Presentation on theme: "Practical Meta-Analysis"— Presentation transcript:
1Practical Meta-Analysis These lectures are based on the bookPractical Meta-Analysis by David B. Wilson & Mark W. Lipsey
2Outline of Meta-Analysis Topics covered will include:What is meta-analysis ?Meta-analysis issues:Problem definition and basic conceptsFinding eligible studies, criterion for inclusionCoding issues, key variables, etc.Effect sizes (ES) and computational issuesCombining effect sizes using meta-analysisPublication biasInterpretation of resultsEvaluating the quality of a meta-analysis
3Outline of Meta-Analysis Topics covered will include:Effect Sizes (ES) – these are combined using meta-analysisConducting a meta-analysis – how do we combine effect sizes from multiple studies to obtain an aggregate effect size.
4What is Meta-analysis?Meta-analysis focuses on the aggregation the findings of from multiple research studies.These studies must produce quantitative findings from empirical research.In order combine the study results we need a standard measure of effect size (ES) that can be calculated for each study and then combined.
5What is Meta-analysis?Meta-analysis essentially takes a weighted average of the effect sizes from each of the studies.The weights take into account sample sizes and variability of the results from each study.We also may need to account for random differences between studies due to variations in procedures, settings, populations sampled, etc.
6Example: Effectiveness of Correctional Boot-Camps for Prisoners 32 unique studies were found, that reported on 43 independent boot-camp/comparison samples looking recidivism as the response.For each study, the odds ratio for recidivism was calculated looking at the “benefit” of the prisoner boot-camps.Random differences between the differences in the study designs, prisoner populations, protocols, etc. were accounted for.
7Forest Plot from a Meta-Analysis oft Correctional Boot-Camps (Wilson et al.)
8The Great Debate & Historical Background 1952: Hans J. Eysenck concluded that there were no favorable effects of psychotherapy, starting a raging debate.20 years of evaluation research and hundreds of studies failed to resolve the debate1978: To prove Eysenck wrong, Gene V. Glass statistically aggregated the findings of 375 psychotherapy outcome studies.Glass (and colleague Smith) concluded that psychotherapy did indeed workGlass called his method “meta-analysis”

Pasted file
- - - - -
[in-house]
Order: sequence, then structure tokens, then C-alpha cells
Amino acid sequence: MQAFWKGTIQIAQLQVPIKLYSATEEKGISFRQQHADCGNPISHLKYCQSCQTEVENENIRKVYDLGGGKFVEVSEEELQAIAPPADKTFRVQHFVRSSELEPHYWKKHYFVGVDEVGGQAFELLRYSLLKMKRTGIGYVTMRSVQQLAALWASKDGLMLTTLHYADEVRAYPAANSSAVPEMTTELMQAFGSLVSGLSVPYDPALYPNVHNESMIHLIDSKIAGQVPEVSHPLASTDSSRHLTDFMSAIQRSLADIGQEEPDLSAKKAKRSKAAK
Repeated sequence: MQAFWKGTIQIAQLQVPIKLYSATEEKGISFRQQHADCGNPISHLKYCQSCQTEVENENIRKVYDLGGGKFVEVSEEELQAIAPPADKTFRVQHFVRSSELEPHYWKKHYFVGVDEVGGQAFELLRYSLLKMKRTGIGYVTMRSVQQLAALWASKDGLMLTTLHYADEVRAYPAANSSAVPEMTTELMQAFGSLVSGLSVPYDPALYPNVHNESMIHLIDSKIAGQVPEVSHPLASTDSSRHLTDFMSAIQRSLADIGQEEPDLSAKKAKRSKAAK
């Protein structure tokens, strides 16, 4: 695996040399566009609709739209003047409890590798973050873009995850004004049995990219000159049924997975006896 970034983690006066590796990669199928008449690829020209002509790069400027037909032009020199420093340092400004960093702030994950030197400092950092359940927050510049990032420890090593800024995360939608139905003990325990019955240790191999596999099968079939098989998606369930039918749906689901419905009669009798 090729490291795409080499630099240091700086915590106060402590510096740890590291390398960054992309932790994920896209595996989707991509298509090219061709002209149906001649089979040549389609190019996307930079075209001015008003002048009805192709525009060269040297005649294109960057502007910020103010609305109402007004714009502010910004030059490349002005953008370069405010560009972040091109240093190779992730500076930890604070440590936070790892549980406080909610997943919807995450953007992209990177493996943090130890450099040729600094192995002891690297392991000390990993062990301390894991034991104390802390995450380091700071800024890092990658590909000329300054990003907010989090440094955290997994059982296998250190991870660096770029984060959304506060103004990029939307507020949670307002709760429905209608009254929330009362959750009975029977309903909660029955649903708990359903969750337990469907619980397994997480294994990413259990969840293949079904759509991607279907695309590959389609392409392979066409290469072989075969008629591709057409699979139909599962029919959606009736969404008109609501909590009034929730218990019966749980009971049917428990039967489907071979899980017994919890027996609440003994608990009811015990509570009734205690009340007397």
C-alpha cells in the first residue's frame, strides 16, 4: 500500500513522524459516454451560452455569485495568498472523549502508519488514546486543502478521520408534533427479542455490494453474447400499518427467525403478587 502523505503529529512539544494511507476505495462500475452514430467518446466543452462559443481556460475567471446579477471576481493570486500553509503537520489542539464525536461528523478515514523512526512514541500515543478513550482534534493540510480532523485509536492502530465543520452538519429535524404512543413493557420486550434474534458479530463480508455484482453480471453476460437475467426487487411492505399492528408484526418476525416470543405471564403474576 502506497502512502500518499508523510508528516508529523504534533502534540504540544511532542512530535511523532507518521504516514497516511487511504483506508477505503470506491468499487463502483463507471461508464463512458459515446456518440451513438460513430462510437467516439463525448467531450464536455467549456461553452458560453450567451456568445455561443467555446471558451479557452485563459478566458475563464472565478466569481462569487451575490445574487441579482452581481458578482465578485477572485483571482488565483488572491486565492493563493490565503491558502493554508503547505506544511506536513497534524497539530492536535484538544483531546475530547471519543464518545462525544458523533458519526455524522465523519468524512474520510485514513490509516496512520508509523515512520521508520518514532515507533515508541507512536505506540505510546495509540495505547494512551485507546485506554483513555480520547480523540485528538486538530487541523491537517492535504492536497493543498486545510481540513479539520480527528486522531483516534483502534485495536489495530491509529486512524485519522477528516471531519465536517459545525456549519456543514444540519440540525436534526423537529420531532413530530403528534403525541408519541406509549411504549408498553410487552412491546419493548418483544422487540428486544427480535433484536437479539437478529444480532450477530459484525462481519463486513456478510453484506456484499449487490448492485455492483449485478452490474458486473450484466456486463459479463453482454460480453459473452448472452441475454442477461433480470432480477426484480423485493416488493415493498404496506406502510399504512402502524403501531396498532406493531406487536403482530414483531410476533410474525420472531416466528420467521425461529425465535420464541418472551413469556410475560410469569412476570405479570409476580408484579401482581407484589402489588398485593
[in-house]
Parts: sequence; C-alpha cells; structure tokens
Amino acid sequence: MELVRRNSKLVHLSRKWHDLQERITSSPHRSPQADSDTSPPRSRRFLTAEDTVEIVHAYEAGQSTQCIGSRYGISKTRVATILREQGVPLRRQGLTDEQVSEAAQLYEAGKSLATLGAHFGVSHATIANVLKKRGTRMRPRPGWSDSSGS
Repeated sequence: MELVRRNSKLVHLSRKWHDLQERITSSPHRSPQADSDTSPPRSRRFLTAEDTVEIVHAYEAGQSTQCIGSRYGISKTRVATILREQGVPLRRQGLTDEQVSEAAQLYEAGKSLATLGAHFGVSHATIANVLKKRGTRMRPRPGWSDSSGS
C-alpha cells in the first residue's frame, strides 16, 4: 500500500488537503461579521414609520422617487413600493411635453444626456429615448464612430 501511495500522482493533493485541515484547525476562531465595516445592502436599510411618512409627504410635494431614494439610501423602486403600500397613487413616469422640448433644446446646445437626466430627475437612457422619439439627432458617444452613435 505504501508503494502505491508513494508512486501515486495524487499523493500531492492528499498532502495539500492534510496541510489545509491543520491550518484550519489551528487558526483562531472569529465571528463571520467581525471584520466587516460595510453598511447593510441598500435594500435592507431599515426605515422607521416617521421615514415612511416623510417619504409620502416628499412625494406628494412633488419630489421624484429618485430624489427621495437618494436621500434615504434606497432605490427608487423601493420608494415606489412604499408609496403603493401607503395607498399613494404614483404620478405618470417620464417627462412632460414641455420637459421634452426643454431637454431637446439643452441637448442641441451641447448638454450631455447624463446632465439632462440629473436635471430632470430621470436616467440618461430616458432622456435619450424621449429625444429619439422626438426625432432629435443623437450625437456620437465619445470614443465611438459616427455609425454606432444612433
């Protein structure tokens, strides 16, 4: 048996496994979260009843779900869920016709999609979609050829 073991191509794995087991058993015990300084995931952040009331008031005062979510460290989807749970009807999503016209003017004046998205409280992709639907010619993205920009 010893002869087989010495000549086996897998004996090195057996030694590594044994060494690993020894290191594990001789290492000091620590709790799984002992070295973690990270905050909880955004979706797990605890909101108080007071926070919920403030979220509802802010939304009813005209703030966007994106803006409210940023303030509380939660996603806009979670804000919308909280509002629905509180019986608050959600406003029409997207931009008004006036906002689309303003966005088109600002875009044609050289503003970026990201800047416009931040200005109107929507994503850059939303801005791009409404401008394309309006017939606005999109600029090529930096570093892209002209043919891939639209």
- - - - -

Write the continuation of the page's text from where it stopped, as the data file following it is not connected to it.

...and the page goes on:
9The Emergence of Meta-Analysis The ideas behind meta-analysis predate Glass’ work by several decadesKarl Pearson (1904)averaged correlations for studies of the effectiveness of inoculation for typhoid feverR. A. Fisher (1944)“When a number of quite independent tests of significance have been made, it sometimes happens that although few or none can be claimed individually as significant, yet the aggregate gives an impression that the probabilities are on the whole lower than would often have been obtained by chance”.Source of the idea of cumulating probability values
10The Emergence of Meta-analysis Ideas behind meta-analysis predate Glass’ work by several decades.W. G. Cochran (1953)Discusses a method of averaging means across independent studiesLaid-out much of the statistical foundation that modern meta-analysis is built upon (e.g., Inverse variance weighting and homogeneity testing)
11The Logic of Meta-analysis Traditional methods of review focus on statistical significance testingSignificance testing is not well suited to this taskHighly dependent on sample sizeNull finding does not carry the same “weight” as a significant findingsignificant effect is a strong conclusionnon-significant effect is a weak conclusionMeta-analysis focuses on the direction and magnitude of the effects across studies, not statistical significanceIsn’t this what we are interested in anyway?Direction and magnitude are represented by the effect size
12When Can You Do Meta-Analysis? Meta-analysis is applicable to collections of research thatAre empirical, rather than theoreticalProduce quantitative results, rather than qualitative findingsExamine the same constructs and relationshipsHave findings that can be configured in a comparable statistical form (e.g., as effect sizes, correlation coefficients, odds-ratios, proportions)Are “comparable” given the question at hand